First-year engineering students at Kumasi Technical Institution (KsTU) have demonstrated their abilities by developing and moulding working coal pots as part of their academic projects, which the institution calls "a remarkable display of ingenuity and collaboration".


The students in the Automotive Engineering degree went beyond what was taught in the classroom to investigate creative solutions.

Gladys Cobbinah and her associates spearheaded the team's endeavour to shape the coalpots.

According to a release by the University Relations Office on its website, "their commitment and cooperation were evident as they successfully presented their creation to the University Management."

Gladys Cobbinah conveyed her appreciation for the University's Engineering Department's steadfast support.

She emphasised how their teamwork enabled them to turn a concept into a workable invention. 


"We created this coal pot with the help of our department and my other coworkers. It's evidence of the university's dedication to supporting hands-on learning," Cobbinah said.

The coal pots were given to the Registrar and his staff, demonstrating the pupils' practical knowledge.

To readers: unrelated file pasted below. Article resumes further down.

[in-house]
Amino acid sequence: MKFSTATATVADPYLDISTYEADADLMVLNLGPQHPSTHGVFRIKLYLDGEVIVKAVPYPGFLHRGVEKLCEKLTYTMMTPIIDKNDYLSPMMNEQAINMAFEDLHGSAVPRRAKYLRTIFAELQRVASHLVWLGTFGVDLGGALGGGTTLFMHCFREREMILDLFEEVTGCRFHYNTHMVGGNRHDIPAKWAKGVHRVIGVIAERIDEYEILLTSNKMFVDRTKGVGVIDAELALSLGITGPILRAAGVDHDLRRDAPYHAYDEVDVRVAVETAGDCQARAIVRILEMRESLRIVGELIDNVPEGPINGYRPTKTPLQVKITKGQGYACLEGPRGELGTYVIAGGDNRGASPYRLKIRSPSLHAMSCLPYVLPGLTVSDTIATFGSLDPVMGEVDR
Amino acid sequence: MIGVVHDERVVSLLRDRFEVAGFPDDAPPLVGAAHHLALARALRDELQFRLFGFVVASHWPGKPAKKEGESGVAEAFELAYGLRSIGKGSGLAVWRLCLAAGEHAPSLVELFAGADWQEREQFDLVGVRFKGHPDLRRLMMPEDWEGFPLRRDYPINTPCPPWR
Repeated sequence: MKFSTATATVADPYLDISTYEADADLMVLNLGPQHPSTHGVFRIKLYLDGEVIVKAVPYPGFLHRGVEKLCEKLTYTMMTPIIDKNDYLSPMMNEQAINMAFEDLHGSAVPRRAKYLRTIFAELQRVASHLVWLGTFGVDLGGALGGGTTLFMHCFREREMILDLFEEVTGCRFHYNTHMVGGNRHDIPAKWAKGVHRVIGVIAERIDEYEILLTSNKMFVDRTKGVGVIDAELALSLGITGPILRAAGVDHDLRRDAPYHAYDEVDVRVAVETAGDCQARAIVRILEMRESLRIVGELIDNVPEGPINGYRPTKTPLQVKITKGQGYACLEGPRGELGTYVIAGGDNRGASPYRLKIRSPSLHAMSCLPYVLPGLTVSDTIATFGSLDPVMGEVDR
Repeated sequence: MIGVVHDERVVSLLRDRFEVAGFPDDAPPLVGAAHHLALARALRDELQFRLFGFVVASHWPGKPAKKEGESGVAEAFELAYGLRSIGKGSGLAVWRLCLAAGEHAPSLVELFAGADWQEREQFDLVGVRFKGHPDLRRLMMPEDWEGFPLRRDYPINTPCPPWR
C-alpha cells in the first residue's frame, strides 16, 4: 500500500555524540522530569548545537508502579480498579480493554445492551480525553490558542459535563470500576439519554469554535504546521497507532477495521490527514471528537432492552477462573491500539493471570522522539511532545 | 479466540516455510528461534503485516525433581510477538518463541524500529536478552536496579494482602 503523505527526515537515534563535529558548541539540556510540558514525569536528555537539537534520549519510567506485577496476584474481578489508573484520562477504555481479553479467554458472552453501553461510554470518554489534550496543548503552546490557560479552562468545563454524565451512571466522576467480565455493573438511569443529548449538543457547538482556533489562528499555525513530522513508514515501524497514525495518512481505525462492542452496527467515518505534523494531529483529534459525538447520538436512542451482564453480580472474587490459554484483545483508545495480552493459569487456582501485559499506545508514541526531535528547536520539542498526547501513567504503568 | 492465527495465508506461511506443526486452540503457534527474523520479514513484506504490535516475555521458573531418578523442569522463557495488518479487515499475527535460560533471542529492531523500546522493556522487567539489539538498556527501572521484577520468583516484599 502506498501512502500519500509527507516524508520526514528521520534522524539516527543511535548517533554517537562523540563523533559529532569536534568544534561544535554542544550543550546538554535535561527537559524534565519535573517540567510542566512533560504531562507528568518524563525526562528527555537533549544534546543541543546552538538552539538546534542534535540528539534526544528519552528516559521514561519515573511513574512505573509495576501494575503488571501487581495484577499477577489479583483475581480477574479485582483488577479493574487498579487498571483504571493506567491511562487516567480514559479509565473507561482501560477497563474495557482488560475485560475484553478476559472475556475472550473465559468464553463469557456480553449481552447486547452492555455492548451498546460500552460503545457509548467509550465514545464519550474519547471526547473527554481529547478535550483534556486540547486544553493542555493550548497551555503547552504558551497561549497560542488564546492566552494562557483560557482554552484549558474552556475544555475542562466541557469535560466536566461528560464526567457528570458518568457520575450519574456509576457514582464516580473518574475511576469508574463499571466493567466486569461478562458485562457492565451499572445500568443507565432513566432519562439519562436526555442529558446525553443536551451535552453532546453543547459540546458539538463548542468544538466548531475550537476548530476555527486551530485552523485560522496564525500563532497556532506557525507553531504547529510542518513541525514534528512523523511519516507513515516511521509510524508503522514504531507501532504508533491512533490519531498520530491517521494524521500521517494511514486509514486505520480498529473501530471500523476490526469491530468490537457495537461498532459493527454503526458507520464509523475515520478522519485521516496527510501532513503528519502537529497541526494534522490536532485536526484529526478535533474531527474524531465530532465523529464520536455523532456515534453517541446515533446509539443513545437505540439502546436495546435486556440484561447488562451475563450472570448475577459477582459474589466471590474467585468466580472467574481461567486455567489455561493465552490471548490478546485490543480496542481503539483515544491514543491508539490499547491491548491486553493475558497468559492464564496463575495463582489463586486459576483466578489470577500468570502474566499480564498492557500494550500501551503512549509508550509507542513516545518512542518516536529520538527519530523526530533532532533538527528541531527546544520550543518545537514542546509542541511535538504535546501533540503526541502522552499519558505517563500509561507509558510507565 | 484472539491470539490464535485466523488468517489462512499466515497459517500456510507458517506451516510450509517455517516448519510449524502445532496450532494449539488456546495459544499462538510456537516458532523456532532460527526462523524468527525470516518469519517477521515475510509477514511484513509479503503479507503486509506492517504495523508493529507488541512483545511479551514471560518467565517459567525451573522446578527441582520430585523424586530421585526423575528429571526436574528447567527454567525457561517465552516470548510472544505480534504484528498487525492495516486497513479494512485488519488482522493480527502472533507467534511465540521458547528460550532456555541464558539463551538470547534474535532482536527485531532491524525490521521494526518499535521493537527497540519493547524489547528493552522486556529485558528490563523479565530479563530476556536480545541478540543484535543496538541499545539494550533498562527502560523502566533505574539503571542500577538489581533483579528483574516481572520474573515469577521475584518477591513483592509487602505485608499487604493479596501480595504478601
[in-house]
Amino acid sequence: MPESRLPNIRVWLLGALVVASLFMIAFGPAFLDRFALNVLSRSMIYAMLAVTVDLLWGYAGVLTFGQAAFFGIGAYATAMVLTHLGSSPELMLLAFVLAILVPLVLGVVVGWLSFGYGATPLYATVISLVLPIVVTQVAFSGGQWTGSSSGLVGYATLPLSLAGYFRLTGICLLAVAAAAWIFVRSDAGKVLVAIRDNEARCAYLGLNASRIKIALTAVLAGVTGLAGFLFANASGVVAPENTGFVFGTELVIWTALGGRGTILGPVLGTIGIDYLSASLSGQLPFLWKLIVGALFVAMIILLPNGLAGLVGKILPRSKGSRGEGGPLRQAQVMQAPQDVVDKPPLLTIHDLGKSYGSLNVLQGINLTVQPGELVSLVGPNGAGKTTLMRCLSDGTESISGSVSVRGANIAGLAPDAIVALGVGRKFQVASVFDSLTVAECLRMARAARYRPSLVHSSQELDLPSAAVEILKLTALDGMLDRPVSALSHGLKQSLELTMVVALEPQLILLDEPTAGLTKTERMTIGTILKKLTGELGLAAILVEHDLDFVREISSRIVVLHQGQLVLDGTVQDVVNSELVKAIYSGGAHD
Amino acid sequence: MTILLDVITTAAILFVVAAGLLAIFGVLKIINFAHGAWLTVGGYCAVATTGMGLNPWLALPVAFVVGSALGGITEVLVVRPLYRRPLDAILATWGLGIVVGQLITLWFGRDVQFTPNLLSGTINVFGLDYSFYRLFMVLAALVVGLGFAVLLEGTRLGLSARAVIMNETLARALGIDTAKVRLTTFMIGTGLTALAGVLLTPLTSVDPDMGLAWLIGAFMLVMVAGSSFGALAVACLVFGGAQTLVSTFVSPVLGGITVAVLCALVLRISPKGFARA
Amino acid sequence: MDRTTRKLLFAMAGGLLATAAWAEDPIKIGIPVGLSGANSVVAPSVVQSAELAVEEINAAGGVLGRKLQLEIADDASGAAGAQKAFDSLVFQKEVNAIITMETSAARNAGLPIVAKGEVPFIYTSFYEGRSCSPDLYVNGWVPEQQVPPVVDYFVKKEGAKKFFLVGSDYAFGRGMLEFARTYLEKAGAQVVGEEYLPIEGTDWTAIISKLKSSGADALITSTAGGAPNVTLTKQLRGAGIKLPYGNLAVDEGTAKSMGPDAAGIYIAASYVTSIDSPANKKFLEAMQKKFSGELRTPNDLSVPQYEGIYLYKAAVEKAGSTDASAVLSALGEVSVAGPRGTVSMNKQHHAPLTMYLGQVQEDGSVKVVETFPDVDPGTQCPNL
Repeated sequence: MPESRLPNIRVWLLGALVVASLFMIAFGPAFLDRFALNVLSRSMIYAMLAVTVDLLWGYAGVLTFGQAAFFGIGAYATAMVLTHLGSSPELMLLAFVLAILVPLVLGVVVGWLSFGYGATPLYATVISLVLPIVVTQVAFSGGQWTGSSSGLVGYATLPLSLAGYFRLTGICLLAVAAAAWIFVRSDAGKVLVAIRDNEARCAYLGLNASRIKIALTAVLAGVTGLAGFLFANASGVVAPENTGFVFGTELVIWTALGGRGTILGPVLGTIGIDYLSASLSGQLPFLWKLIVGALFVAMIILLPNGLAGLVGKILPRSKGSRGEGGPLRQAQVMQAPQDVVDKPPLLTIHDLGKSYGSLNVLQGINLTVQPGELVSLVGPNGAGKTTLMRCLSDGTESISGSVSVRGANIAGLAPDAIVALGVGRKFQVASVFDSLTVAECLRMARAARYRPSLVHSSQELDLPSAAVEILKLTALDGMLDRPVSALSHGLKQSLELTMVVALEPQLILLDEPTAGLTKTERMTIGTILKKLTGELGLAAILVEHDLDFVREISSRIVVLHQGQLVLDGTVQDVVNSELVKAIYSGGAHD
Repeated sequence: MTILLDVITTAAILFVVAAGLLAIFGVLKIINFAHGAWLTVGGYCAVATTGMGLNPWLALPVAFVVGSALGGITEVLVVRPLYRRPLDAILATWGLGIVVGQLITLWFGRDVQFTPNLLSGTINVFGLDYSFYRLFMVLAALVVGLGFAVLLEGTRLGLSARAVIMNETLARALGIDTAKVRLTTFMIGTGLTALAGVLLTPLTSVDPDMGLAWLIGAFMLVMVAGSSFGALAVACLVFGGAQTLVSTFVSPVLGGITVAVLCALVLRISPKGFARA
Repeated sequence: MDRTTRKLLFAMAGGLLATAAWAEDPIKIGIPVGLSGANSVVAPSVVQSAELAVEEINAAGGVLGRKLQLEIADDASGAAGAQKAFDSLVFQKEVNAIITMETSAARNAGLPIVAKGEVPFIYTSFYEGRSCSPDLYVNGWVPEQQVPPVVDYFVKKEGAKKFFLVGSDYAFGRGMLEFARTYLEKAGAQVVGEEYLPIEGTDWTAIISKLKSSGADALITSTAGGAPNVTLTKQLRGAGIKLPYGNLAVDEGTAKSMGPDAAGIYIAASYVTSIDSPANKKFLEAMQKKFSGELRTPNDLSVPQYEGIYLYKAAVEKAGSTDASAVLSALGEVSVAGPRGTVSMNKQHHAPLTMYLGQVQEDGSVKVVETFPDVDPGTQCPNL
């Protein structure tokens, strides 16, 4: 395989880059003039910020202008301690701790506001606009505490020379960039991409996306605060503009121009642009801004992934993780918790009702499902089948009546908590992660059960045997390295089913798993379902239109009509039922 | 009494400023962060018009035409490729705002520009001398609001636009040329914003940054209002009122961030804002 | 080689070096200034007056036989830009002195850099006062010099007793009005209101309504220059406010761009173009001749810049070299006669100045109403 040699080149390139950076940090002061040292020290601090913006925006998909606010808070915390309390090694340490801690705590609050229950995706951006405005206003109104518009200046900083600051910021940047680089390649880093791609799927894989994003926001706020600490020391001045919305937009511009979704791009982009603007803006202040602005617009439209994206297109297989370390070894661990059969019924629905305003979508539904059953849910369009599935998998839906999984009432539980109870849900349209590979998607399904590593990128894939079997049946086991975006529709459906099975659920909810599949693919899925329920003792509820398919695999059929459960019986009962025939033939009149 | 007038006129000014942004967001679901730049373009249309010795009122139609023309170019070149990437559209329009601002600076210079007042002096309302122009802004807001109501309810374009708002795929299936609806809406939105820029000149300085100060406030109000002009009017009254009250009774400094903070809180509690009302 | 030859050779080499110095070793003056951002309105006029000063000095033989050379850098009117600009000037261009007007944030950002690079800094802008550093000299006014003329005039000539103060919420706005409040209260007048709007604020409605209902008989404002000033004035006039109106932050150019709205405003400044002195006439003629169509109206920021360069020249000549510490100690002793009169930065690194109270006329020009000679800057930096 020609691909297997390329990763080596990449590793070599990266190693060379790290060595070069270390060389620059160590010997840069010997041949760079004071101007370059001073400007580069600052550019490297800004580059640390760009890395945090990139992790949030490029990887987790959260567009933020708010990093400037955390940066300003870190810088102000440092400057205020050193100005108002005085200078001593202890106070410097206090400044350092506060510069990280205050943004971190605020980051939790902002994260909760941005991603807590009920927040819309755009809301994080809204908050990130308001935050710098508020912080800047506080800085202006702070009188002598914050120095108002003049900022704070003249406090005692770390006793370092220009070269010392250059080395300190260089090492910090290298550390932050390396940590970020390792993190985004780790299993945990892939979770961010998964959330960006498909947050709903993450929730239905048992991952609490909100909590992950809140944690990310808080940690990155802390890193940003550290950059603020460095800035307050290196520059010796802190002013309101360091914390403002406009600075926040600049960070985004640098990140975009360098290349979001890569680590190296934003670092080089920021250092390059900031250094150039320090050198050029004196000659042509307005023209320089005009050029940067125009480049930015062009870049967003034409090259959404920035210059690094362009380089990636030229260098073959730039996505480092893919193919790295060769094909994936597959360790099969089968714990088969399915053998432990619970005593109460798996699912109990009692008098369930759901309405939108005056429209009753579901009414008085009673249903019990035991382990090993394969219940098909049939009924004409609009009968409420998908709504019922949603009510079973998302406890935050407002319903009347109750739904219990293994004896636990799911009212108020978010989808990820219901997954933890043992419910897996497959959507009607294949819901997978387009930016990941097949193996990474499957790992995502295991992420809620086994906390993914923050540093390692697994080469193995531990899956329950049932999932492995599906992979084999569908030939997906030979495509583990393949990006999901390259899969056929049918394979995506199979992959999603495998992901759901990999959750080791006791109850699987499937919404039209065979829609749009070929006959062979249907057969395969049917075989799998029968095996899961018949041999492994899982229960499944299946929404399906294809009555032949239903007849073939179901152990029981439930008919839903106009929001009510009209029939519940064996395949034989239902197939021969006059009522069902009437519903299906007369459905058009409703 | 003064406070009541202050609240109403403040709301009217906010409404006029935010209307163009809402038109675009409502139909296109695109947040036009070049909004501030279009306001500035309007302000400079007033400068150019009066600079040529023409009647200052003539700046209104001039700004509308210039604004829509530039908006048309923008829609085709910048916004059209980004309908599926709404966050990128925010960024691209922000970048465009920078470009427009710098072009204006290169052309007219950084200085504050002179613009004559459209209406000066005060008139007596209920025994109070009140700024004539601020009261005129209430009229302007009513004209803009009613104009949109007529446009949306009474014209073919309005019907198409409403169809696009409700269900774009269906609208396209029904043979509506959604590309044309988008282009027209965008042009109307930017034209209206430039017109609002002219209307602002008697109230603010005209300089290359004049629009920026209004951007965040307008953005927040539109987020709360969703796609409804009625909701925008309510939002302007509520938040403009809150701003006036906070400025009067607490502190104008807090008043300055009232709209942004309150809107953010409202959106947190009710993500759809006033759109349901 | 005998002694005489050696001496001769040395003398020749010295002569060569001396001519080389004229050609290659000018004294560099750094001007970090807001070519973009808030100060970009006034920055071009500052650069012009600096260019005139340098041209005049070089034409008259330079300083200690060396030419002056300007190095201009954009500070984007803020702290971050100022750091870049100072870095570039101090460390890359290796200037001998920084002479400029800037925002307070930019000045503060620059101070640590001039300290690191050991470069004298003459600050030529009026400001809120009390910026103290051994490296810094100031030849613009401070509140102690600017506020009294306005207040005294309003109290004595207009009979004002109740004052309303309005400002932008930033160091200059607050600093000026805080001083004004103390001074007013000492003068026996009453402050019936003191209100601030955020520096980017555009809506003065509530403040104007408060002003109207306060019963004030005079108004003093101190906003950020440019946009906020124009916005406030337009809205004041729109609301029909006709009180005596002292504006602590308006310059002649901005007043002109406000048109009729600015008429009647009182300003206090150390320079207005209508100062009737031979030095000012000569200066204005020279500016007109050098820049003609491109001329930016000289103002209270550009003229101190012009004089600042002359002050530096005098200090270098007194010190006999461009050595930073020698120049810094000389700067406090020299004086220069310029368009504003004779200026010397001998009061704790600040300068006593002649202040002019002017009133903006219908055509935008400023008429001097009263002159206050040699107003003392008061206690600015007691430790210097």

These creative coal pots would be thoughtfully given out to the university employees. It went on to say that this not only demonstrated the students' inventiveness but also offered the university community a long-term answer.

In a brief ceremony, the coal pots were accepted by the university's registrar, Mr. Ebenezer Kofi Boakye. He appreciated the students' work and underlined the need to foster an innovative and creative culture inside the university.

Kumasi Technical University is still a centre for progressive education, encouraging students to contribute to real-world problems and think beyond the classroom. These first-year students' accomplishment in building working coal pots is a motivating illustration of the university's dedication to encouraging creativity and hands-on learning.